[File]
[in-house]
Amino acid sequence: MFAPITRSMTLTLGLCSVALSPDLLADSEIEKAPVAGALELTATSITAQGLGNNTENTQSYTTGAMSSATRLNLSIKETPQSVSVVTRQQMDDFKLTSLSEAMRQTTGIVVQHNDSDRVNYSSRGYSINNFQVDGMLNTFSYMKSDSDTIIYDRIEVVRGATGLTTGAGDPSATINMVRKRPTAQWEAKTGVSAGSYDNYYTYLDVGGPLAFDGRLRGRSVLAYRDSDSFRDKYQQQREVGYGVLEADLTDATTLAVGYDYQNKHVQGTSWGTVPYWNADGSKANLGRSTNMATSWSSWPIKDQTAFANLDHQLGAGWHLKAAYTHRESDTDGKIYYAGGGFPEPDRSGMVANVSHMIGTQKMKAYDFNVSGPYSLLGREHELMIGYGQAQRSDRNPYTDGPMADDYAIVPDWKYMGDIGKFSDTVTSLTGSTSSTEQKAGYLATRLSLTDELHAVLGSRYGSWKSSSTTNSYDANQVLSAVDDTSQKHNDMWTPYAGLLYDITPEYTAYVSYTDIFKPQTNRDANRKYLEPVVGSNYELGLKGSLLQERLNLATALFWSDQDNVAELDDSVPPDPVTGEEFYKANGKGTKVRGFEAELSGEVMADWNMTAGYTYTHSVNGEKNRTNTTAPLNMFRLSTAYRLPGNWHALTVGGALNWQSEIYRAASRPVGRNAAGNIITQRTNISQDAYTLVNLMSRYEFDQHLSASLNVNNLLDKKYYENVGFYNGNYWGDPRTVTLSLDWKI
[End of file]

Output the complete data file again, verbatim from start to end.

[in-house]
Amino acid sequence: MFAPITRSMTLTLGLCSVALSPDLLADSEIEKAPVAGALELTATSITAQGLGNNTENTQSYTTGAMSSATRLNLSIKETPQSVSVVTRQQMDDFKLTSLSEAMRQTTGIVVQHNDSDRVNYSSRGYSINNFQVDGMLNTFSYMKSDSDTIIYDRIEVVRGATGLTTGAGDPSATINMVRKRPTAQWEAKTGVSAGSYDNYYTYLDVGGPLAFDGRLRGRSVLAYRDSDSFRDKYQQQREVGYGVLEADLTDATTLAVGYDYQNKHVQGTSWGTVPYWNADGSKANLGRSTNMATSWSSWPIKDQTAFANLDHQLGAGWHLKAAYTHRESDTDGKIYYAGGGFPEPDRSGMVANVSHMIGTQKMKAYDFNVSGPYSLLGREHELMIGYGQAQRSDRNPYTDGPMADDYAIVPDWKYMGDIGKFSDTVTSLTGSTSSTEQKAGYLATRLSLTDELHAVLGSRYGSWKSSSTTNSYDANQVLSAVDDTSQKHNDMWTPYAGLLYDITPEYTAYVSYTDIFKPQTNRDANRKYLEPVVGSNYELGLKGSLLQERLNLATALFWSDQDNVAELDDSVPPDPVTGEEFYKANGKGTKVRGFEAELSGEVMADWNMTAGYTYTHSVNGEKNRTNTTAPLNMFRLSTAYRLPGNWHALTVGGALNWQSEIYRAASRPVGRNAAGNIITQRTNISQDAYTLVNLMSRYEFDQHLSASLNVNNLLDKKYYENVGFYNGNYWGDPRTVTLSLDWKI